Wood Picket Fence Prices
Picket fences are classic symbols of comfortable community living. Unlike closely-spaced privacy fences or intimidating iron fixtures, picket fences are attractive and inviting. Homeowners looking for a simple accent for the garden or front lawn can choose from a variety of styles to accentuate their property.
Cost of Wood Picket Fences
Materials cost: $950 to $1,350
Cost per linear foot: $11 to $14
Cost will vary depending on location, the shape of the terrain, and any special accents or features that homeowners would like to include.
Advantages and Disadvantages of Wood Picket Fencing
In addition to their cozy appearance, picket fences add a sense of security and comfort to a home. The traditional design brings to mind old-fashioned values that many people find appealing. Accents such as gates and decorative posts change the basic style of a picket fence.
A solid, finished fence boosts "curb appeal;" that is, how a house looks when viewed from the curb, making the home more desirable to prospective buyers should a homeowner choose to sell. Anything that enhances a home's aesthetics can boost property values as well.
The major disadvantage of wood fences is the high amount of maintenance required to ensure that the wood doesn't rot, bend or warp. Fences must initially be coated with some kind of finish, which will need to be refreshed on a regular basis. Wood also may attract pests such as ants and termites, both of which threaten the integrity of the structure.
The idea of a picket fence likely brings to mind a series of simple white slats with curved tops arranged in a row. However, homeowners will find that there are many styles available when installing a picket fence.
Straight top fences are the most basic and have the style traditionally associated with picket fences.
Cut arches are made up of arcing panels that create a "V" where they meet.
Rolling arch panels have curved peaks and troughs that make a wave pattern when installed.
Scalloped fences have U-shaped panels that peak at the posts for a style that's the opposite of a cut arch.
"New England" fences are similar to straight fences but have more prominent posts that add a look of permanence.
All picket fence styles are created with a combination of fence panels and posts. Panels may feature straight horizontal crosspieces or supporting beams that sit at angles to produce different designs. Posts are also available in several styles with flat or rounded tops.
Installing a Wood Picket Fence
Fence installation is a multi-step process that involves a variety of materials. Dedicated DIY enthusiasts can expect to pay around $25 for basic, unadorned picket fence panels while more decorative designs are closer to $45 per panel. Posts run in the area of $15 each. In order to compute the overall cost of the project, homeowners will need to measure the area where they desire to erect the fence and consider whether they prefer pre-made panels or wish to build their own. Creating panels from individual pickets costs about $2 per picket and allows for more creativity when crafting the fence.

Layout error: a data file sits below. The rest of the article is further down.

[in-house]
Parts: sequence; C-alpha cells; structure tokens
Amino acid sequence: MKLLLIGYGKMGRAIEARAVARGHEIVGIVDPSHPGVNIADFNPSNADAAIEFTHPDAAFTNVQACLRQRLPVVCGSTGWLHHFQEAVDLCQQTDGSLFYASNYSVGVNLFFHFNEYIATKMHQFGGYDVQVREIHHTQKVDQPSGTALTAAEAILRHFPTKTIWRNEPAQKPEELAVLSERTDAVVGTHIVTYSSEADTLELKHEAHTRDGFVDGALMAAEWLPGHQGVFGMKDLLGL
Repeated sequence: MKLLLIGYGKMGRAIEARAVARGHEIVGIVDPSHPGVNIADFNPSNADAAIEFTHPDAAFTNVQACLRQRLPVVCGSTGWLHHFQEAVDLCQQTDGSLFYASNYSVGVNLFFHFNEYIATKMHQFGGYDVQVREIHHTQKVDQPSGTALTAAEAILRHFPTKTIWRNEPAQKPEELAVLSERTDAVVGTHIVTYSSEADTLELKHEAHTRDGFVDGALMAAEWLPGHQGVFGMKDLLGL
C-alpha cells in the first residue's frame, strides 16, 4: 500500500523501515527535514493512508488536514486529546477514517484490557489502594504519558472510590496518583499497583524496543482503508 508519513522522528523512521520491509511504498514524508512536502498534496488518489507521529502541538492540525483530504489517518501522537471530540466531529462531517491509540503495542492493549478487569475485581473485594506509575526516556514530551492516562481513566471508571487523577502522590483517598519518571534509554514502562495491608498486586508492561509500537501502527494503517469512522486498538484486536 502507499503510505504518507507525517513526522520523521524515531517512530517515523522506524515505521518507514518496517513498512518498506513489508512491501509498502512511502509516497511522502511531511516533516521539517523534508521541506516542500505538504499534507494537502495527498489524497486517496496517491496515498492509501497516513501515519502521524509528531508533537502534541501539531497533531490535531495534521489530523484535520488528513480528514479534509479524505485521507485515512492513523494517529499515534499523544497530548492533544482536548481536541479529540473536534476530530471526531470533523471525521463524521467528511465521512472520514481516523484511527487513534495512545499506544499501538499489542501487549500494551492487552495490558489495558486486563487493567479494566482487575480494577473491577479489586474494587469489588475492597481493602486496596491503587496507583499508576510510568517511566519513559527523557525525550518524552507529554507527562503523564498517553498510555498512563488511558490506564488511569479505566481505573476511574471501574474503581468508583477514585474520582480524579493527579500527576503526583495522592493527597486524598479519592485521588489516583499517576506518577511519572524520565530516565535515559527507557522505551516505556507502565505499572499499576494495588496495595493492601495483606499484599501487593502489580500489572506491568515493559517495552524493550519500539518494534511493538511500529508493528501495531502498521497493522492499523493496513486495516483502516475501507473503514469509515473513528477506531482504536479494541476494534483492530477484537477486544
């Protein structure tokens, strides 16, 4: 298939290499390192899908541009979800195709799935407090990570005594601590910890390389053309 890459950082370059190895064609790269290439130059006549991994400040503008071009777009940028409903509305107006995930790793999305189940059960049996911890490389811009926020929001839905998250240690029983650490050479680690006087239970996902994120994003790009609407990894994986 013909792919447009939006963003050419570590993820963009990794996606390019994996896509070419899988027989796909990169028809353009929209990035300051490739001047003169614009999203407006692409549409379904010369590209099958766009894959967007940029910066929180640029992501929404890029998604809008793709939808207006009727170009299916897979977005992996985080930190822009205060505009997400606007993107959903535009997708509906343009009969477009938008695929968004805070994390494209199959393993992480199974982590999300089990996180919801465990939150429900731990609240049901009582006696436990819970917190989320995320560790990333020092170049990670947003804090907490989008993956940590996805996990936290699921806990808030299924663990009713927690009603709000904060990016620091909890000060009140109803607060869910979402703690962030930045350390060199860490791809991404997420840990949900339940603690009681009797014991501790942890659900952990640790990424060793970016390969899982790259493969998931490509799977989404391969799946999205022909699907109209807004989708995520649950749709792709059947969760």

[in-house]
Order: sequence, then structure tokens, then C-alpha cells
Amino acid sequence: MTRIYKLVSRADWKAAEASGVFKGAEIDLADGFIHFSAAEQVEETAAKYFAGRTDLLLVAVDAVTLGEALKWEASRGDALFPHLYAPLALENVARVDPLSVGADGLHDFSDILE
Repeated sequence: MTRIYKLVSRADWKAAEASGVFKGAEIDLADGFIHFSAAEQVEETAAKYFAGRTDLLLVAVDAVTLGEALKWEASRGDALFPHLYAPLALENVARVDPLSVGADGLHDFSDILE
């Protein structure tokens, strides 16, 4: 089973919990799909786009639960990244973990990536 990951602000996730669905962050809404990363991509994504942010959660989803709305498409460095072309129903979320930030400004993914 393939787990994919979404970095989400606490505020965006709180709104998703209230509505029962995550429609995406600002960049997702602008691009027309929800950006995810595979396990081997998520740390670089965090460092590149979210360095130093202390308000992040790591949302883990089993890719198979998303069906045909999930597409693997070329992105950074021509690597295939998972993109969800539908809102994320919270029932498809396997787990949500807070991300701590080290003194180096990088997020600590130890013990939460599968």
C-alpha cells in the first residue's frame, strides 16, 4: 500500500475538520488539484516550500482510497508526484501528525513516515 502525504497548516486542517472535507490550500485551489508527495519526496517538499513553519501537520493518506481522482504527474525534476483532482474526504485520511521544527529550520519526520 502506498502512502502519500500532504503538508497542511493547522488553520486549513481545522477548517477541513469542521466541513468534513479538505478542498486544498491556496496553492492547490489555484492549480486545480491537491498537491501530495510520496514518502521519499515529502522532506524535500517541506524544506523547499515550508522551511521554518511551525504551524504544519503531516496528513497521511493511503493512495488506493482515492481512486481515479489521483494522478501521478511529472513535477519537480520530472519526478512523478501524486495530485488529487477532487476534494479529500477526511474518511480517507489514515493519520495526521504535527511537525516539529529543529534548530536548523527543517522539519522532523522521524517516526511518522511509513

In addition to materials for the fence itself, hardware such as galvanized nails and gate installation kits is also required. Nails are inexpensive and can be purchased in large quantities for pennies apiece. Standard gate kits add another $25 or $30 to the cost of the fence. Essential tools such as post hole diggers are similar in price.
Once all of the necessary hardware has been gathered, homeowners will need to return to the area they measured initially and lay out the fence. Stakes placed at the corners of the desired fenced-in area create a basic shape. Additional stakes should be driven wherever fence posts will need to go. The distance between stakes is determined by the width of the fence panels. To ensure that each post lines up evenly, string or twine should be tied taut between each corner stake.
A post hole digger makes short work of post placement. After digging the holes, posts can be set with either dirt or concrete. Using concrete requires extra bracing to ensure that the posts remain level while the concrete sets, which usually takes one to two days. Then fence panels can be attached and a gate installed. This is the step where homeowners have the most room to be creative. Taking the time to build individual panels results in a custom fence design that looks beautiful and gives the yard an eye-catching touch. Once installed, all wood fences should be finished with stain, paint or a waterproofing sealant to protect them from the weather.
Landscaping Ideas Using Wood Picket Fencing
Wood picket fencing is well-suited to garden layouts. The open design makes pickets ideal for climbing plants such as roses and morning glories. Vegetable gardens look beautiful when surrounded by wooden fencing as well. Trailing vines from peas and other plants can use the fencing for support as they grow, creating a unique integrated look.
Homeowners may line the front yard or the entire perimeter of the property with a picket fence to add a sense of whimsy and charm. When combined with other elements such as a flagstone walkway, flowering shrubs and man-made ponds, the fence becomes part of the design rather than just a decorative border.
Installing a fence on an incline may pose a challenge, but the final look offers yet another way to incorporate these attractive accents into outdoor decor. Fence panels can be set in a series of "steps" for an angular look while fences constructed from individual pickets may be custom-built to conform to the shape of the slope.
Erecting a picket fence along the perimeter of a property or as part of a garden design adds a touch of country style that improves the look of any yard. Taking the time to install one of these classic fences pays off with a beautiful accent that can be enjoyed for many years.
Last updated on May 9, 2014
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